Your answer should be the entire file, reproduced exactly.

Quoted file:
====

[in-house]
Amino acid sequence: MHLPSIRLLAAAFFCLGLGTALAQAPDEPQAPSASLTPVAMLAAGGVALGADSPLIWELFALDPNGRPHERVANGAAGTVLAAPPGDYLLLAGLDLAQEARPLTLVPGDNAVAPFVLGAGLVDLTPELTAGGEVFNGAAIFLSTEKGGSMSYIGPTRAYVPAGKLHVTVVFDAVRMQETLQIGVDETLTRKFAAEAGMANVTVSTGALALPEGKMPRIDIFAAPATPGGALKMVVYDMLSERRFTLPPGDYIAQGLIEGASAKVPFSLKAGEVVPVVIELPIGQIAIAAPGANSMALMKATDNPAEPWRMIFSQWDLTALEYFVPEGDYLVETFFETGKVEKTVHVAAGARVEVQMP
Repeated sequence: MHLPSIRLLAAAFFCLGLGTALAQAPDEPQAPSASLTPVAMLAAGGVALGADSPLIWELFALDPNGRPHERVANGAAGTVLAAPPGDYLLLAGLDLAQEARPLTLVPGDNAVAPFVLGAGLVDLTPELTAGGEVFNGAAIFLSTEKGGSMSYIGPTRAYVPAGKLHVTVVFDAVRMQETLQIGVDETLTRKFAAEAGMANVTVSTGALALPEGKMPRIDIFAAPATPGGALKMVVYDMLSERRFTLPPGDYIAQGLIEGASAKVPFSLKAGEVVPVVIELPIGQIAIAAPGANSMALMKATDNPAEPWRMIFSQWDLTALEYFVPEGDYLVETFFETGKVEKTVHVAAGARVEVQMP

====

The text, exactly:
[in-house]
Amino acid sequence: MHLPSIRLLAAAFFCLGLGTALAQAPDEPQAPSASLTPVAMLAAGGVALGADSPLIWELFALDPNGRPHERVANGAAGTVLAAPPGDYLLLAGLDLAQEARPLTLVPGDNAVAPFVLGAGLVDLTPELTAGGEVFNGAAIFLSTEKGGSMSYIGPTRAYVPAGKLHVTVVFDAVRMQETLQIGVDETLTRKFAAEAGMANVTVSTGALALPEGKMPRIDIFAAPATPGGALKMVVYDMLSERRFTLPPGDYIAQGLIEGASAKVPFSLKAGEVVPVVIELPIGQIAIAAPGANSMALMKATDNPAEPWRMIFSQWDLTALEYFVPEGDYLVETFFETGKVEKTVHVAAGARVEVQMP
Repeated sequence: MHLPSIRLLAAAFFCLGLGTALAQAPDEPQAPSASLTPVAMLAAGGVALGADSPLIWELFALDPNGRPHERVANGAAGTVLAAPPGDYLLLAGLDLAQEARPLTLVPGDNAVAPFVLGAGLVDLTPELTAGGEVFNGAAIFLSTEKGGSMSYIGPTRAYVPAGKLHVTVVFDAVRMQETLQIGVDETLTRKFAAEAGMANVTVSTGALALPEGKMPRIDIFAAPATPGGALKMVVYDMLSERRFTLPPGDYIAQGLIEGASAKVPFSLKAGEVVPVVIELPIGQIAIAAPGANSMALMKATDNPAEPWRMIFSQWDLTALEYFVPEGDYLVETFFETGKVEKTVHVAAGARVEVQMP